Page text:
In any event, an appearance of governmental endorsement could clearly be avoided by less sweeping measures. One appropriate means to protect that interest would be to prohibit the wearing of political buttons by those employees who come in substantial contact with the public. Another might be to require employees to remove their political buttons when they actually meet with members of the public. The Court does not attempt here to prescribe a specific form of regulation. It is clear, however, that the VA must make a far more serious attempt than it has done to distinguish between the classes of employees which may not be prohibited from wearing buttons (given the dictates of the Constitution, the statutes, and the regulations) and those which may be so prohibited.
The government argues that these prophylactic measures would be impractical. Impracticability is certainly not apparent, and failure to implement such measures appears to be due essentially to the facile assumption that a sweeping prohibition is easier to enforce. That, however, is not the way in which First Amendment problems should be or have traditionally been approached.
Third, the Deputy VA Administrator states that the VA
. . . has long had a special and close relationship with veterans service organizations including the American Legion, the Veterans of Foreign Wars, Disabled American Veterans, and many others. Some of these organizations engage in political activity and endorsements of particular candidates. Political displays by employees, such as the wearing of political buttons, supporting candidates supported by such organizations may give the impression to the service organizations, to individual clients and even to other VA employees that our relationship with such organization extends beyond legitimate bounds or that we favor one group's politics over another[']s. Likewise, political displays in opposition to a service organization[']s endorsed candidates may unnecessarily alienate such groups (emphasis added).
American citizens may not, consistently with the Constitution and laws of the United States, be deprived of their legitimate rights because the exercise of these rights might be offensive to what the government regards as the "constituent service organizations" of a particular department, that is, those organizations which may be the public or legislative supporters of that department. It is precisely in order to avoid this kind of response to potential pressure that the courts have consistently upheld the rights of public employees to engage in First Amendment activities except where such an exercise was inconsistent with the efficiency of the service or presented a conflict of interest.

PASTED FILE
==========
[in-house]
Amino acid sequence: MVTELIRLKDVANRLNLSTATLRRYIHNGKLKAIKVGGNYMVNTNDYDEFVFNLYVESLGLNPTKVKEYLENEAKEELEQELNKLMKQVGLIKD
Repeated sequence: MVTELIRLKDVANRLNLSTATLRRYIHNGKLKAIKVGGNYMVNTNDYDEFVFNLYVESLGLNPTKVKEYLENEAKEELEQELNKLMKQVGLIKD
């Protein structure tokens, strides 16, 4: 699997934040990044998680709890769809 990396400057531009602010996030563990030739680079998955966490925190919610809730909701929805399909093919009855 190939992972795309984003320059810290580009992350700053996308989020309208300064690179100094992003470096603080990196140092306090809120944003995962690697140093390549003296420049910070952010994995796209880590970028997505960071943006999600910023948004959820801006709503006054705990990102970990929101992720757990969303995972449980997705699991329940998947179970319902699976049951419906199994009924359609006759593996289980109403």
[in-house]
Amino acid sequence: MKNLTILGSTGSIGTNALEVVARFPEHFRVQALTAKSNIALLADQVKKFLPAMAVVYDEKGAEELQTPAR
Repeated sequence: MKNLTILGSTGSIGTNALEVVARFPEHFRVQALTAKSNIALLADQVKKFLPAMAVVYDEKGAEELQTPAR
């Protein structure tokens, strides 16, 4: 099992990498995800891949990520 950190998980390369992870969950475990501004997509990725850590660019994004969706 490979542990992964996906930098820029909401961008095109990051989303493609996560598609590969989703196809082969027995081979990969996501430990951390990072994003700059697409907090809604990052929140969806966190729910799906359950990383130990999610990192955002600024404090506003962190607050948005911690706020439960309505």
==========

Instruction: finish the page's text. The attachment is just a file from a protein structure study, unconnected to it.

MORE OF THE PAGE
Excerpt from transcript of oral argument at 3.
The government cites McGurran v. Veterans Administration, 665 F.2d 321 (10th Cir. 1981) and Smith v. United States, 502 F.2d 512 (5th Cir. 1934) to the contrary. In McGurran, the prohibition — a requirement that political posters be displayed in particular areas — was narrowly focused and had a minimal effect on First Amendment rights. In Smith, the court upheld a VA restriction on the wearing of a "peace pin" by a Veterans Administration employee during the Vietnam war, but there, unlike here, the prohibition was preceded by a careful inquiry tailored to the particular narrow problem.
The Court is unwilling to regard as a conflict of interest a political position taken by an employee which is inconsistent with that agency's "constituent service organizations."
For the reasons stated, the Court will enjoin the Veterans Administration from enforcing its policy, whether embodied in VA Personnel Manual MP-5 or otherwise, which prohibits the employees of that agency from wearing political buttons during duty hours. However, the injunction will be stayed for a period of fifteen days to enable the Veterans Administration to adopt a narrower regulation which is consistent with the law and the regulations.
In view of the general injunction, class action relief is not necessary.